I’d forgotten about the cold sunshine; in fact, I’d forgotten about the sheer variability of the weather in Edinburgh. What was it Billy Connolly said? If you don’t like it then just hang around for a couple of hours and you’ll get something different. Since moving back to the Scottish capital from the imperial capital, finally and properly last week, I’ve experienced everything from cold, wet and windy days (in late May) to sunshine, although even when my iPhone tells me it’s 17 degrees outside somehow it doesn’t feel it.
When it was sunny in London (and here I’ll start to sound like a grass-is-always-greener whiner) it was generally accompanied by warmth, which made lounging in one of the many parks in the centre (and periphery) of the city an absolute joy. As a consequence, I’m determined to spend more time lounging in Edinburgh’s parks, which is eminently doable since I have temporary digs near the Meadows in the southside.
On Sunday I spent an hour there listening to a BBC podcast of Val McDermid’s new adaptation of John Wyndham’s 1950s science-fiction novel 'The Kraken Wakes'. It was enjoyable stuff, and brought back childhood memories of reading Wyndham’s other output involving carnivorous walking plants and children inhabited by aliens. This version of 'The Kraken Wakes' is in two parts, with next week’s instalment due to feature Nicola Sturgeon’s acting debut.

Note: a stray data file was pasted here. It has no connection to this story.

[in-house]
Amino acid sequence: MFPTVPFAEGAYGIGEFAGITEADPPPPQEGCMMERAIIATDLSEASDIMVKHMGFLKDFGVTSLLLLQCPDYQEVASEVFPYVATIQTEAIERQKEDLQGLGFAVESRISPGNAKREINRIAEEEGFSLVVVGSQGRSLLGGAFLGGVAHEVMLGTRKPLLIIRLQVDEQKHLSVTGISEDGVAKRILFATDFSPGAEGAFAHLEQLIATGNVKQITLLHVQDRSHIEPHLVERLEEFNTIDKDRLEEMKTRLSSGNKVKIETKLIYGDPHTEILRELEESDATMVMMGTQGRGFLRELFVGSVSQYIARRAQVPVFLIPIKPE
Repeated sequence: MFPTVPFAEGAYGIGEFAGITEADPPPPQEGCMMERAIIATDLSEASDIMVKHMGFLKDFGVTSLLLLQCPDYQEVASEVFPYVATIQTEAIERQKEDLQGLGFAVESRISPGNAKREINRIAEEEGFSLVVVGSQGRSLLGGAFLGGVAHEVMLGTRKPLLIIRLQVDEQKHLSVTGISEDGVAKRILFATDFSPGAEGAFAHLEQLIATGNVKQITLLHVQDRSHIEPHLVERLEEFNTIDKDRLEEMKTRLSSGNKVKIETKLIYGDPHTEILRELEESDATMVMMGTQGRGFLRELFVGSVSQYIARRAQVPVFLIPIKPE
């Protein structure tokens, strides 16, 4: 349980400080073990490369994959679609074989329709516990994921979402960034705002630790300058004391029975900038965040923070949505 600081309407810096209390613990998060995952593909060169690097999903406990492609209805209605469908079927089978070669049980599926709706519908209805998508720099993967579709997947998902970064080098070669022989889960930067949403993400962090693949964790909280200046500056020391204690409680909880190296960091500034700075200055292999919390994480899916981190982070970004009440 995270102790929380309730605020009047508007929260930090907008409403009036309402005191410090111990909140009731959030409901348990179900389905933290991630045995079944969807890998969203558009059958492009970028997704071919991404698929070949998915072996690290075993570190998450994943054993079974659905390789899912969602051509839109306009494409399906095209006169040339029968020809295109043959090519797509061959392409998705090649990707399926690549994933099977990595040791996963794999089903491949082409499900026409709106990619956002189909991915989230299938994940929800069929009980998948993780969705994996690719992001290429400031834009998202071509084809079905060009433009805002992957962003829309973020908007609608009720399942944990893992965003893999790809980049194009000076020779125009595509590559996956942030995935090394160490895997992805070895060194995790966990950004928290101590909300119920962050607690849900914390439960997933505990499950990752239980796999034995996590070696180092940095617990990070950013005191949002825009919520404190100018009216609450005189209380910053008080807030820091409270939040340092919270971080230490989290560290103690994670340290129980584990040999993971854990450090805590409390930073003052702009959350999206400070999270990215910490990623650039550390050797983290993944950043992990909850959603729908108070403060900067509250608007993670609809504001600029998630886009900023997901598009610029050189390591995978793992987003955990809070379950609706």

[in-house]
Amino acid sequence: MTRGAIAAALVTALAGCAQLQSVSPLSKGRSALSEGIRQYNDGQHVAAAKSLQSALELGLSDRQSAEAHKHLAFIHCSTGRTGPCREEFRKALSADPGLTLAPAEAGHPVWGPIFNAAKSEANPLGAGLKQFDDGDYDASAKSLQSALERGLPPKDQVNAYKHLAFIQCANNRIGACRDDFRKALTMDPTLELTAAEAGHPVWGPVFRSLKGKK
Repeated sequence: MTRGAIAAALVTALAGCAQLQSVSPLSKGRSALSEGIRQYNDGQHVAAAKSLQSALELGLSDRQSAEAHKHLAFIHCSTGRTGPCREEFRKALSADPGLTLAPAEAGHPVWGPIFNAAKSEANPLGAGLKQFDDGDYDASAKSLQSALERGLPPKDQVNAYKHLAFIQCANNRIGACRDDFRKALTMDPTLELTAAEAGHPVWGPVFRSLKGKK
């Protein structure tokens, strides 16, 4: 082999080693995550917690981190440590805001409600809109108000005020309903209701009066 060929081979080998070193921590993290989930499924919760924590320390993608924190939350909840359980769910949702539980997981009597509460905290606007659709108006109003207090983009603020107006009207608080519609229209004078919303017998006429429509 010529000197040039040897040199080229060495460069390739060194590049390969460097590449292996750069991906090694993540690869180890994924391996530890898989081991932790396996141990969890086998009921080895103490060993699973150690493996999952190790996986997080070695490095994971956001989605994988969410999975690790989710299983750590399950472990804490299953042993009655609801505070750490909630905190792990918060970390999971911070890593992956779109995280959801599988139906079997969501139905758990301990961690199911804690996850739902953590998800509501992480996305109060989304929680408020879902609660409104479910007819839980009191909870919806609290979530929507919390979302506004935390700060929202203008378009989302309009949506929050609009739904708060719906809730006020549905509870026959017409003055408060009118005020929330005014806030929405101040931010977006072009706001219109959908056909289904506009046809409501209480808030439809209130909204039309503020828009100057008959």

With England, Scotland and Wales having been ravaged by the effects of an alien invasion, civic and political powers have been swept away so from a remote part of the Highlands the first minister broadcasts to the nation (on the Scottish Broadcasting Corporation, natch) calmly providing details of the latest emergency instructions. It sounds like a nice touch, or as McDermid put it in the Radio Times, 'a wee bit of fun’.
My father’s sister has also just relocated back to her native Edinburgh from the Home Counties (Surrey), where she’s lived for more than 40 years, and I find myself wondering if the Scotland of 2016 might appear alien territory compared with that she left in the early 1970s. Then the Tory/Labour duopoly held almost as strongly north of the border as it did south, although my aunt found herself drifting towards the old Liberal Party, attracted by the youthful radicalism of David Steel.
Now she returns to Scotland as the Liberal Democrats find themselves in a similar situation to the Liberals in the early 1970s, with few MPs, little influence over government and permanently teetering on the edge of political extinction. Of course as an avid politico (it must be in the genes) my aunt is aware of all the recent shifts in Scottish politics, but it’s the forthcoming EU referendum that occupies most of her attention, and we have an ongoing email correspondence concerning the ins and outs (if you’ll pardon the pun) of the Remain and Leave camps.